India lost foodgrain worth Rs 45 cr in 5 years | delhi | Hindustan Times
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India lost foodgrain worth Rs 45 cr in 5 years

Foodgrain, worth Rs 45 cr was damaged mostly during handling and storage and could have fed at least 2.5 lakh people every year. The Centre might again be required to go in a damage control mode. Harinder Baweja reports.

delhi Updated: Jun 20, 2013 08:21 IST
Harinder Baweja

The Centre, it seems, might again be required to go in a damage control mode and account for the loss of Rs 45 crore worth of foodgrain in the past five years.

The data was accessed by Hindustan Times through Right to Information. And as per our calculation, the grains, damaged mostly during handling and storage, could have fed at least 250,000 people per year.

The government had earlier admitted to a loss of wheat worth Rs 5 crore and rice worth Rs 40 crore in the last five years.

The revelation comes at a time when the UPA-led government is trying its best to push the food security bill through an ordinance on the grounds that it will give two-third Indians a legal right to affordable food.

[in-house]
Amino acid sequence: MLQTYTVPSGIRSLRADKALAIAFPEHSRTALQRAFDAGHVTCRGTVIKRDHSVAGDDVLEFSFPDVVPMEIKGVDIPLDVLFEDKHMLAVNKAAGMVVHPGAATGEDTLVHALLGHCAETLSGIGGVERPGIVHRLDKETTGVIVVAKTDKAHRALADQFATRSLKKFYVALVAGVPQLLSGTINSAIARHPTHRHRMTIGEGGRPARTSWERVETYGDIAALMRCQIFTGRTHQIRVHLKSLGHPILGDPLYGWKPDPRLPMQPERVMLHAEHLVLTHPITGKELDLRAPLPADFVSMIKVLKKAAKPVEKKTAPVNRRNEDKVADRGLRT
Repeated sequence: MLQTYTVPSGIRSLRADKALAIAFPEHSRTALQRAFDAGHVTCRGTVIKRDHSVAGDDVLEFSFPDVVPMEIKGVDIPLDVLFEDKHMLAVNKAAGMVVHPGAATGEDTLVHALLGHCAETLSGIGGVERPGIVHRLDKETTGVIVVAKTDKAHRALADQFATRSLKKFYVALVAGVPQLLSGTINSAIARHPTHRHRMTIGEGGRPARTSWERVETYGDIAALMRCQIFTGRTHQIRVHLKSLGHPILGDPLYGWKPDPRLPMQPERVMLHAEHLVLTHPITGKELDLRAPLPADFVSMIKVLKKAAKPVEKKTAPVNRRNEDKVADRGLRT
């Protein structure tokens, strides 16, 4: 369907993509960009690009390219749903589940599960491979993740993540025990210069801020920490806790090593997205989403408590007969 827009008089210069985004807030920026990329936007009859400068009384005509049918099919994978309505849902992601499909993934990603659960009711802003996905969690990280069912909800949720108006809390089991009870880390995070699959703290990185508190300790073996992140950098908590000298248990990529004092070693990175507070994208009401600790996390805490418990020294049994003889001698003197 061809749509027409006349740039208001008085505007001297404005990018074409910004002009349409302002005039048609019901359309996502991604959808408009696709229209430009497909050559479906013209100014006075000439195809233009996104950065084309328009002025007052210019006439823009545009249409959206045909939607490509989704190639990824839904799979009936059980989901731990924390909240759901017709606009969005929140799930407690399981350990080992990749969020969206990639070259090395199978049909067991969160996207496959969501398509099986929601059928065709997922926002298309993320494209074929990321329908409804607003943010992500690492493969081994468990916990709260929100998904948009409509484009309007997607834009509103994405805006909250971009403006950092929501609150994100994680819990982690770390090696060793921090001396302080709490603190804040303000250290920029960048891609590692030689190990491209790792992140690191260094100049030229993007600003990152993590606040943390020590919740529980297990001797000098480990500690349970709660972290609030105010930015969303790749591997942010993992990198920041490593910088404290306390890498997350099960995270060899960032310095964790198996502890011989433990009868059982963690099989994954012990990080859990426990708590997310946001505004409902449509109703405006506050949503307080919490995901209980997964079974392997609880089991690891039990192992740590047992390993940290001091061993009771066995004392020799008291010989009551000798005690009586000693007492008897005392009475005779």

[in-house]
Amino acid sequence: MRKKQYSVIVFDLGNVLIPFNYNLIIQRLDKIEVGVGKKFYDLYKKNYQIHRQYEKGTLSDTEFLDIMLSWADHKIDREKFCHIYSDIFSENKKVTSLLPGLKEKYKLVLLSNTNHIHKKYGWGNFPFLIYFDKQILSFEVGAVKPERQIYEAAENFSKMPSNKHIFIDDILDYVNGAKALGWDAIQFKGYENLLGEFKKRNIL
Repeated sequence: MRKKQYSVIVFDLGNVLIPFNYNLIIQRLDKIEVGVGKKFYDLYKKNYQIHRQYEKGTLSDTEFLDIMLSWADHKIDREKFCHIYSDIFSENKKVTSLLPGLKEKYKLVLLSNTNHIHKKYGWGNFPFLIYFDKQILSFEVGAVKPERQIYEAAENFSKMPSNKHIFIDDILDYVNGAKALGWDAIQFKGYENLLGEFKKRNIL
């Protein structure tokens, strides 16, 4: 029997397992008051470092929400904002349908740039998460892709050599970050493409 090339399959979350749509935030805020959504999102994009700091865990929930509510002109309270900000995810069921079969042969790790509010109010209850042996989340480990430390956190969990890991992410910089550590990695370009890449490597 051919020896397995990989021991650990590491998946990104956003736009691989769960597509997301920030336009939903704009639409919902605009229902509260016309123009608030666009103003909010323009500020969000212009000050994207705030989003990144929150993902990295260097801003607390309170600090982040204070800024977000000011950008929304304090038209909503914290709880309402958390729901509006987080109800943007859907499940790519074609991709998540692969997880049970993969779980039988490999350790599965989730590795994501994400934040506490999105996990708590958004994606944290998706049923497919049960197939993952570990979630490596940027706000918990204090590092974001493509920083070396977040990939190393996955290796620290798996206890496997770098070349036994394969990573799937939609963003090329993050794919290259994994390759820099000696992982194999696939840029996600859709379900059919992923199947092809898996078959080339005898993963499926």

At least 12.5 lakh people could have been fed if we had better food storage facilities.

The RTI reply shows that although the government has been able to bring down losses over the years, a creaking food storage infrastructure continues to result in high wastage of food grains in a country which, by one count, has 200 million food-insecure people.

The government procures food grain from farmers at a minimum support price, which has been continuously hiked over the years, so that it could be distributed to the poor at subsidised rates.

The financial losses could be even higher if costs of transportation, handling and storage are accounted for.

Yet, despite government estimates putting the death of children due to malnutrition at a minimum of 3,000 every day, heaps of food grains lie rotting in the fields.

In 2011, the Supreme Court had rapped the Centre on its knuckles and ordered it to release 5 million tonnes of foodgrain for distribution in the poorest districts of the country. Sadly, the wastage of food grains continues unabated.